The Winnipeg Blue Bombers already under contract are all singing from the same songbook when it comes to 2021 – they want to go back-to-back and repeat as Grey Cup champions.
And then there’s Thiadric Hansen, signed to a one-year contract extension on Wednesday, who wants to go back-to-back-to-back after adding a Polish league championship with the Wroclaw Panthers this past fall following the Bombers’ victory in 2019.
“It was a great experience there. It was so much fun,” said Hansen in a chat with bluebombers.com from his home in Germany. “I also had a lot of people from Canada congratulate me for winning back to back championships here.
“Signing back with the Bombers… there was really no reason for me to leave. They gave me the opportunity. The Bombers were the reason I had success in my first year. They put me in the right surroundings. It was an easy decision.”
Hansen was the flag bearer for the CFL’s 2.0 initiative, establishing himself as the clear-cut best of the Global players. Drafted second overall by the Bombers in the league’s inaugural European Draft, Hansen saw his workload increase dramatically as the ’19 season unfolded as he went from a special teams contributor to a rotational player on defence. He finished the regular season with five tackles, one sack and two forced fumbles and made two critical plays in the Grey Cup run – making a tackle on a goal-line stand in the Western Final win over the Saskatchewan Roughriders and then thumping two Hamilton Tiger-Cats players on a kickoff cover in the Grey Cup.
When the CFL’s 2020 season was cancelled, he asked for his release to continue to work on his craft with the Panthers in the Liga Futbou Amerykanskiego. He was dominant in Poland and was named to American Football International’s ‘All Pandemic Team’ for his work with the Panthers.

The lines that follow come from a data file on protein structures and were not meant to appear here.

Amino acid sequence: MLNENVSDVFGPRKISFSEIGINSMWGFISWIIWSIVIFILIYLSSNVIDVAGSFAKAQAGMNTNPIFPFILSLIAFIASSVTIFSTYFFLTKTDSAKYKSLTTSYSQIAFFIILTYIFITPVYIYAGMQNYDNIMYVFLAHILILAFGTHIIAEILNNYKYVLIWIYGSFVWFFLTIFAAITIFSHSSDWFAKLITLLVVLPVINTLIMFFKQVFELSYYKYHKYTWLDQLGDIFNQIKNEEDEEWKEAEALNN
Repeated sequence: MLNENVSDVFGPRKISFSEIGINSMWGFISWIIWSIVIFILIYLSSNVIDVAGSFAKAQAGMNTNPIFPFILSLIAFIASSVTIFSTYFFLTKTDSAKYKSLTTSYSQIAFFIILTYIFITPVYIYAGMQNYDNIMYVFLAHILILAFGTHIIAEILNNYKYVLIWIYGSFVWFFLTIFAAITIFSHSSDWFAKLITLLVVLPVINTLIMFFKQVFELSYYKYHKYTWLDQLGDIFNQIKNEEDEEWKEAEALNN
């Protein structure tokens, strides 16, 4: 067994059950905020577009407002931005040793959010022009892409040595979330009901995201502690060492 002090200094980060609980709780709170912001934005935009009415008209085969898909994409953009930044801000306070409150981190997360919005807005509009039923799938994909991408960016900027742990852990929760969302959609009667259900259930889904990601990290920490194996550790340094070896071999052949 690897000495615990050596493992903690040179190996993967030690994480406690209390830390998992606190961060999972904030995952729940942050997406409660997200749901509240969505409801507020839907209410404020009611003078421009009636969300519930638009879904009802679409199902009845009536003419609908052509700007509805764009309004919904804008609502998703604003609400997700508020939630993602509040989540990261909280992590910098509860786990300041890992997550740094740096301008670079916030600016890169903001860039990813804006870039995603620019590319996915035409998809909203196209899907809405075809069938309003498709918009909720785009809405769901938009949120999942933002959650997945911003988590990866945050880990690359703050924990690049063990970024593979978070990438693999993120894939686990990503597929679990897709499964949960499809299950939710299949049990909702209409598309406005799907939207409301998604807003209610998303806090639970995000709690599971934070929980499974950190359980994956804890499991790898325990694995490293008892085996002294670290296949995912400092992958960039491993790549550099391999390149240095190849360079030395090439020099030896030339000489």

“I didn’t really go there for the competition,” said Hansen. “I went there to practice against Sven Breindenbach, the offensive lineman who is getting a shot at the CFL, and the coach who could teach me technique (former Northwestern player Demetrius Eaton).
“There’s still a huge gap between me and what people in Canada or players from college in the U.S. have in terms of knowledge of the game. I needed to work on making the gap closer in terms of knowledge and technique stuff. That’s why I went. You’ve always got to try to get better.”
It’s that dedication to learning that the Bombers coaching staff noticed instantly during training camp in ’19. Couple that with his brute strength and Hansen became the perfect prototype for the Global player – a prospect who only needed an opportunity to grow his game.
Interestingly, the last 14 months have represented a whirlwind for Hansen, now 28. Prior to being identified by the CFL as a Global prospect, he was thinking of winding down his football career with one more season in the German League .
“It’s crazy, just crazy,” said Hansen. “I was in Postsdam and thought that 2019 was going to be my last year of football.
“I actually talked with a friend about this yesterday. Right now I’d probably be in the military if this hadn’t worked out. I’m so grateful to the Blue Bombers and how everything has turned out so well for me. Now I can still play football at the highest level I have ever experienced. It’s a blessing, definitely.”
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